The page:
South Korea’s economy continues to face pressure in exports and investments, mainly due to the prolonged trade war between the United States and China, the Finance Ministry said Friday.
Japan’s export control measures, while remaining a core risk factor, will not affect Seoul’s growth outlook, it added.
“Despite the gradual improvement in domestic consumption, exports and investments continue to remain dull,” the Ministry of Economy and Finance said in its monthly economic report.
The report, called the Green Book, reflects the latest economic indicators -- industrial output, exports, consumption and investment.
Asia’s fourth-largest economy saw exports fall to $44.1 billion in June, down 13.5 percent on-year amid a depreciation of chip prices and weaker outbound shipments to China. Also, the persistent trade conflict between the United States and China -- Korea’s two top trading partners -- weighed on the export-dependent economy.
Consumer prices rose 0.7 percent in June from a year earlier due to falling global oil prices and the slow pace of growth in services charges, the report added.
Seoul’s government is also planning to allocate an extra budget so that it can respond more effectively to external risks -- including Japan’s latest export restrictions, which mainly affect the semiconductor sector.
It is unlikely, however, that the Japan factor will impact the growth outlook or other macroscopic indexes, according to the ministry.
“As the export curbs took effect from July 4 and the related process is to last for 90 days, the level of uncertainty is very high,” said an official with the ministry’s economic analysis department.
But when asked about the possibility of lowering Seoul’s recently revised growth outlook for this year, the official remained skeptical.
“It is true that global investment bank Morgan Stanley is making downward adjustments on Korea’s growth outlook, but the government outlook does not fluctuate that easily,” he said.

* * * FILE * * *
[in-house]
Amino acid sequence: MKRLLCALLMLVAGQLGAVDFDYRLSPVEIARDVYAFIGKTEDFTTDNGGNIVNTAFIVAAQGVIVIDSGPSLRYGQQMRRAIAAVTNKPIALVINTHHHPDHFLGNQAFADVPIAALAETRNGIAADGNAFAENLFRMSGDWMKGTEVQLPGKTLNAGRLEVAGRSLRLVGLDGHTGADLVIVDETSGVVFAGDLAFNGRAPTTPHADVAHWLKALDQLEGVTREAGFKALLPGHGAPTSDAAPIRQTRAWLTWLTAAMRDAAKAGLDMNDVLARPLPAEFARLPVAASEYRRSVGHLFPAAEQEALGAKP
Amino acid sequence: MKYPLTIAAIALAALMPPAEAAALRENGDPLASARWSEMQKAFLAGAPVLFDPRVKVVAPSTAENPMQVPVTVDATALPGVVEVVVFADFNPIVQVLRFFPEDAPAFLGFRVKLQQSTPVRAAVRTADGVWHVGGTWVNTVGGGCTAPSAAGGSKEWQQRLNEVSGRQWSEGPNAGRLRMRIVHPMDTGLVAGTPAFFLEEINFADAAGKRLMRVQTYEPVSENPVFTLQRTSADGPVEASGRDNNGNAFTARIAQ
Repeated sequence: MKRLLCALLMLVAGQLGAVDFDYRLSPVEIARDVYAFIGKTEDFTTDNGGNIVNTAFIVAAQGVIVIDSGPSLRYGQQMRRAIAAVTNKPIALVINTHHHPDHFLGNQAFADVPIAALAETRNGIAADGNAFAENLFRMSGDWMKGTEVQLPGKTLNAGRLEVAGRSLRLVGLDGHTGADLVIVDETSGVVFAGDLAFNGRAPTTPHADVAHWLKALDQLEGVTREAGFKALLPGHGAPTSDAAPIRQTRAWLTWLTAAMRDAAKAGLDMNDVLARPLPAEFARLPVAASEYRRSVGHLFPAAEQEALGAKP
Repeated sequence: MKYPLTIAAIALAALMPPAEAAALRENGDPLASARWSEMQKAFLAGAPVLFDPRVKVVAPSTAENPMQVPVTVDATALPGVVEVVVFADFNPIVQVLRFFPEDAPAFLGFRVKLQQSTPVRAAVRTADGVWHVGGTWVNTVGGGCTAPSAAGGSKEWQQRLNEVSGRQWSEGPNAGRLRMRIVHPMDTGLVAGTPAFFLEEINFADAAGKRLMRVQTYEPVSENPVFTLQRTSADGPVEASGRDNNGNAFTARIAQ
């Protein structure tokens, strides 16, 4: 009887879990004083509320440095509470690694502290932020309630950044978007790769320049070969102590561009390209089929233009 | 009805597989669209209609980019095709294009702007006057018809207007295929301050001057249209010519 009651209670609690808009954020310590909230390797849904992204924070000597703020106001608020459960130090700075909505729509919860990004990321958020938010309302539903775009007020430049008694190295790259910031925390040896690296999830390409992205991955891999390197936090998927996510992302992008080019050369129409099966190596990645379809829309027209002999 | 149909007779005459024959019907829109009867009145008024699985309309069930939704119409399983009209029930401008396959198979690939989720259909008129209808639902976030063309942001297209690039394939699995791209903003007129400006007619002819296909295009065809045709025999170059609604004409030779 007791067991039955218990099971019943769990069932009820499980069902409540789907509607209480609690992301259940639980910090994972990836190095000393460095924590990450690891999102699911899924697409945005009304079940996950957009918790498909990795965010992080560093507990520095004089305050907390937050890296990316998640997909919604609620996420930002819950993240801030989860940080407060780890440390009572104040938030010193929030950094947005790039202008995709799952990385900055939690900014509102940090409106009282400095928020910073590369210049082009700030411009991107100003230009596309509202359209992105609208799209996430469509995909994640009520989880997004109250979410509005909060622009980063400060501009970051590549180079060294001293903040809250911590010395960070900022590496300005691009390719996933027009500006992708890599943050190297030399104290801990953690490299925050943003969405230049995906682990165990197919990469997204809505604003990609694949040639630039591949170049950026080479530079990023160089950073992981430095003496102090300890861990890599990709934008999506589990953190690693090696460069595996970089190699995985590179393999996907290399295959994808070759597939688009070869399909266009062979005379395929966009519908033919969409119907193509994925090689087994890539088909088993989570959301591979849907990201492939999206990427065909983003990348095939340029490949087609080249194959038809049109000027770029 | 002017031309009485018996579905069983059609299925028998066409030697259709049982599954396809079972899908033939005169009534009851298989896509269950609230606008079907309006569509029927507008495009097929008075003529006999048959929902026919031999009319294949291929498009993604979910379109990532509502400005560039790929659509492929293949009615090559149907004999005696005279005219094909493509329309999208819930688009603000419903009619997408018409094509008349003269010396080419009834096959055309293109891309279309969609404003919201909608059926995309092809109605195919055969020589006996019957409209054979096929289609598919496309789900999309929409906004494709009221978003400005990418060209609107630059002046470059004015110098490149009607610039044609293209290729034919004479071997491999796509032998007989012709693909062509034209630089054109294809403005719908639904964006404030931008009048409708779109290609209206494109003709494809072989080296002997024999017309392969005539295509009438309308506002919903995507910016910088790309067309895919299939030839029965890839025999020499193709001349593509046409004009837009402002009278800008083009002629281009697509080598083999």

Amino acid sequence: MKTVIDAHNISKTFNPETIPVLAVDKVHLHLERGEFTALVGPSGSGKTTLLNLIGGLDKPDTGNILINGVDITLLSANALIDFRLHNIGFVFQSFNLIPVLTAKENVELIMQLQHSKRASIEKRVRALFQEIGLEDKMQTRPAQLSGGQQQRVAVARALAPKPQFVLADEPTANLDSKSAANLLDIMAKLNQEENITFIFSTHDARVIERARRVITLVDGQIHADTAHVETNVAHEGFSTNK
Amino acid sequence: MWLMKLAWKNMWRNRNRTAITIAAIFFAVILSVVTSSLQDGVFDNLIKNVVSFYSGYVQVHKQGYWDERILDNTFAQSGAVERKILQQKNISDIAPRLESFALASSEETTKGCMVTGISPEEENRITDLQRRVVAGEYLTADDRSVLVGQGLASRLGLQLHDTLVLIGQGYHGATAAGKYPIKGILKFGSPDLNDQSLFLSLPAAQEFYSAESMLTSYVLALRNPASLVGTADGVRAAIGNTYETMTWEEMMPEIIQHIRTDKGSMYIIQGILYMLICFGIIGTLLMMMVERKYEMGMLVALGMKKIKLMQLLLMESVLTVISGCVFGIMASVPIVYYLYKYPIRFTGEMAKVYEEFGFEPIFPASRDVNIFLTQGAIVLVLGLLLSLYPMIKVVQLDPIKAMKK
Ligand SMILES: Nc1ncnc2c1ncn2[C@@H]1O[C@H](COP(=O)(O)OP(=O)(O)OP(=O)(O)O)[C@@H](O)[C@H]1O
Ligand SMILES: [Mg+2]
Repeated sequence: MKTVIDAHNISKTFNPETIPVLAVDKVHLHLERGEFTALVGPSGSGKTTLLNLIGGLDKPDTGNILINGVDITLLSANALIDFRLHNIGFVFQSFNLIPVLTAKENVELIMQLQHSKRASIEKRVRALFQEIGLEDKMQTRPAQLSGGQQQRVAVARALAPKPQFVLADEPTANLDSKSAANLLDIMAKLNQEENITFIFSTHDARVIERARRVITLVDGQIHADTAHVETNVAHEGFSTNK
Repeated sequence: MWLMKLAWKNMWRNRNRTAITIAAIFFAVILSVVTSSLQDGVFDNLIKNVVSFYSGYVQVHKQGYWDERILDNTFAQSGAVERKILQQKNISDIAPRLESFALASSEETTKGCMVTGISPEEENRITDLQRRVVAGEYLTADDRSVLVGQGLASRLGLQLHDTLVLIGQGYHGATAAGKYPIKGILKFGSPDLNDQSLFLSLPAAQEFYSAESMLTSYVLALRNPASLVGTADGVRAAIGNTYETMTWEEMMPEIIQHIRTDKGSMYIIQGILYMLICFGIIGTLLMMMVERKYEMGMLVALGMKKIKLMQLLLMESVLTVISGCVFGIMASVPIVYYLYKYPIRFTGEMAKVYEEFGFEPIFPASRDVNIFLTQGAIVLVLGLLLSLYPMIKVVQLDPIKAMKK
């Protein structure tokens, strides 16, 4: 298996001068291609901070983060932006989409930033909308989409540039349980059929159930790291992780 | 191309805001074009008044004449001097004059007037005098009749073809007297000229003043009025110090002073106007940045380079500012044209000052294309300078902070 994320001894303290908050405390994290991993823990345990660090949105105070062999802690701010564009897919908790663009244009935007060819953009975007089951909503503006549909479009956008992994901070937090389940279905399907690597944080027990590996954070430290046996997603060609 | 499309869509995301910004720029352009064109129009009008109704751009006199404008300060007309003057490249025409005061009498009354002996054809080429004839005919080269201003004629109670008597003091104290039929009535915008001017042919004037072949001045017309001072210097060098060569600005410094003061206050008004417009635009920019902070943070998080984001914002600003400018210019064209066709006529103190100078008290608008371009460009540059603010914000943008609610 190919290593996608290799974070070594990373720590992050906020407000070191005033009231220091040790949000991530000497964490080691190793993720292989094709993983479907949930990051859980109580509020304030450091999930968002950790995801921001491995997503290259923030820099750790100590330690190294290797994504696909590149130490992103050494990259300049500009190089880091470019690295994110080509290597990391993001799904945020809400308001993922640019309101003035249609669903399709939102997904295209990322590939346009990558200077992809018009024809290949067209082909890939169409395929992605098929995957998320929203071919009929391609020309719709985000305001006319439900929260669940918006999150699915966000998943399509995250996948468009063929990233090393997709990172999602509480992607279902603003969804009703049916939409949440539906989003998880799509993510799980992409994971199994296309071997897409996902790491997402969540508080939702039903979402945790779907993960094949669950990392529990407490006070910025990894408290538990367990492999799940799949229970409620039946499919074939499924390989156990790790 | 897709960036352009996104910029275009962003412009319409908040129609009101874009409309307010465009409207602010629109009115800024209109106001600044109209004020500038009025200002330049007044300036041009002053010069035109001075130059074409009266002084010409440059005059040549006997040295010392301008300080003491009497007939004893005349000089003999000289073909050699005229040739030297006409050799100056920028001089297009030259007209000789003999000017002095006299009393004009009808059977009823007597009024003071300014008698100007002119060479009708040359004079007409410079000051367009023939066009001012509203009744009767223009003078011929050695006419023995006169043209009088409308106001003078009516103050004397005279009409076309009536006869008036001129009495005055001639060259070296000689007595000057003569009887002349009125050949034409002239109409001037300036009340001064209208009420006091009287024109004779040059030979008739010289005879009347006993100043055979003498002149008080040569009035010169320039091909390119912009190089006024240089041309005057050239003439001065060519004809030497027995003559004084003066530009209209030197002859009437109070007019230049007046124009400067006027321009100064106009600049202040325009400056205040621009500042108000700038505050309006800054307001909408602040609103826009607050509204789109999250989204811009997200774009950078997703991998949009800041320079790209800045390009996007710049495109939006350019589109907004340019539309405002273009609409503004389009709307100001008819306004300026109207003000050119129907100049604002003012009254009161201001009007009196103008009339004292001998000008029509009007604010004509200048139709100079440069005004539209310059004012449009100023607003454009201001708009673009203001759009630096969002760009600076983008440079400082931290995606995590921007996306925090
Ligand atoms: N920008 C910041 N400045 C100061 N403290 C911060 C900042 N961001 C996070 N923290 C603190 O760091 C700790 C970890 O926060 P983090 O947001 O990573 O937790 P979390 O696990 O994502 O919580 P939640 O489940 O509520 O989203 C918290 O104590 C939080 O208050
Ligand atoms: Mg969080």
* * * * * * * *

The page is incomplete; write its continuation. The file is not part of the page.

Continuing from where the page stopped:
“When it comes to the Japan factor, we are currently assessing the level of risk.”
The central bank data also showed the country’s export prices fell in June, marking the first on-month drop in five months.
The country’s export price index stood at 100.95 as of end-June, down 2.1 percent from the previous month and down 2.5 percent from a year earlier, according to preliminary data from the Bank of Korea. It was the first time the figure slipped since January this year.
The key factor was the global oil price downtrend. While the value of the Korean won slipped 0.6 percent against the US dollar, export prices in terms of the local currency made a steeper fall, down 1.5 percent from a month earlier.
Looking at product categories, prices of coal and petroleum products dipped 8.3 percent from a month earlier, with semiconductors next highest at 3.4 percent.
“The slow recovery of semiconductor prices, combined with weak oil prices, impacted export prices in general,” said an official with the central bank.
The import price index came to 109.58 in June, down 3.5 percent from the previous month and also marking the first on-month decline in five months.
By Bae Hyun-jung (firstname.lastname@example.org